My cousin in New Jersey, prompted I gather from all of our exchanges about her daughter’s writings, emailed me that she had the other day bought ALL of my novels.
Simply having a story to tell is not enough.
So much for “privacy,” and “controlling” and “protecting” your personal data, eh?
The holiday happiness all around me was not making me happier; it was getting on my nerves. I’m unhappy with certain other extended “family” so-called relationships as well. Other life issues are also frustrating me. It all became an angry jumble, bubbling under my surface as the day wore on. I was “overheating.”
Over the previous three years, I had also fictionalized her in three novels, the last being that one above. In them I included reconstructions of various real-life interactions and even disagreements between us from back when I was in my 20s and young 30s. She never knew I had sneakily done that.
I’ve been deliberately reserved especially towards younger members of the family. The reason for that is simple: aside from the first book of that trilogy, Passports, which is probably the closest I’ve come to writing what might be termed borderline “young adult,” my novels are not really meant for “under-18s.”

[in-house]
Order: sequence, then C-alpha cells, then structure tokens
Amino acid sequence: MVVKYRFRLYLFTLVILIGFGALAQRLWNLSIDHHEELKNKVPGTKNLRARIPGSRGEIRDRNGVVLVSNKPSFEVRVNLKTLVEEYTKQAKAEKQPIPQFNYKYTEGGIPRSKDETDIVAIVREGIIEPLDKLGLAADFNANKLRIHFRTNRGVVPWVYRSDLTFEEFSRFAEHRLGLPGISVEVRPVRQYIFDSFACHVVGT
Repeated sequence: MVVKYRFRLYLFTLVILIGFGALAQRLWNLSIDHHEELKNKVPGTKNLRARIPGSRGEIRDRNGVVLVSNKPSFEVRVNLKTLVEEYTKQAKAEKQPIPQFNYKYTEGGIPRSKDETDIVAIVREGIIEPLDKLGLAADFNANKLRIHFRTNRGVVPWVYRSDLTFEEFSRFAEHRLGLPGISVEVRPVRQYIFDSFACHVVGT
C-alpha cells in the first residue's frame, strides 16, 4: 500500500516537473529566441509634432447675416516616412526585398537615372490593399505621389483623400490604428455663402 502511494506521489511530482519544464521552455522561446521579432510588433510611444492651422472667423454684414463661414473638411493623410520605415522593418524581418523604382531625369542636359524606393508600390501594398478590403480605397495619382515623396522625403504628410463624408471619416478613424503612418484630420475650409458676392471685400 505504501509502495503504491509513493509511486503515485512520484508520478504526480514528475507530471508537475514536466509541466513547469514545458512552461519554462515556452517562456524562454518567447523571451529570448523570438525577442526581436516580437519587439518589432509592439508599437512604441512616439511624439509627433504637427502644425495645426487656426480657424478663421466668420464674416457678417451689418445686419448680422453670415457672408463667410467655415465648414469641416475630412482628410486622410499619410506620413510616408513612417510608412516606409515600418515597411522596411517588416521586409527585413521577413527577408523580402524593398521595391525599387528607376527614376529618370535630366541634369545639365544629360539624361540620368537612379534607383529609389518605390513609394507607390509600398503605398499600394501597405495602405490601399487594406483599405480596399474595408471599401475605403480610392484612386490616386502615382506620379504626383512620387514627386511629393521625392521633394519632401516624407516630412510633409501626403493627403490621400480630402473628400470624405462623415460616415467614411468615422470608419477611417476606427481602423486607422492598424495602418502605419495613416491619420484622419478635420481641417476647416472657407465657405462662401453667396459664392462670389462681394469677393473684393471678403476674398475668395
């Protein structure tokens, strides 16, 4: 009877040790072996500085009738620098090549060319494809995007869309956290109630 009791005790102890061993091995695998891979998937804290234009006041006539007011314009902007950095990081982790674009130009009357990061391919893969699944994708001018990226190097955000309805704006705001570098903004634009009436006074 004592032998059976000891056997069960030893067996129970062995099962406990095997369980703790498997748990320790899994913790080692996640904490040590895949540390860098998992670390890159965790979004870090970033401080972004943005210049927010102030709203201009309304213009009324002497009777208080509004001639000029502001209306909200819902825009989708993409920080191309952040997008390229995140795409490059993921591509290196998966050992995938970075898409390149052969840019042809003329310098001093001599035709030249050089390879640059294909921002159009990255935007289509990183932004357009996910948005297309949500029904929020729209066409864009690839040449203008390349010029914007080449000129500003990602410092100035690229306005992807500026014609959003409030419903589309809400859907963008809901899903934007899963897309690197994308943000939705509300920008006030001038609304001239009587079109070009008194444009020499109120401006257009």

My grandmother is long gone. My mother is now too. My dad remains – and I know I shall miss him terribly whenever he too is gone.
I had thought I was writing with them still to be around for years to come. Abruptly we had the rug pulled out from under all of us. Suddenly those novels had become, in a way, in my mind, literary tributes.
Whatever else I do or write, those first three novels will always mean so much to me. They are where I began. You would not be here if it weren’t for them.
When I see authors on social media moaning over how their family doesn’t want read their books, I find I can only smile.
Within the guise of a lighthearted, self-interview, I explained what initially caused me in 2012 to decide to write my first novel.
People do die of broken hearts, the counselor added…
My mom died on October 26, 2015.
October 12, 2015: A black day I’ll never forget.
It’s another Sunday here in Hertfordshire, England. We went to church last night. As we left, this post began to come to my mind. I’ve never been what my late mother used […]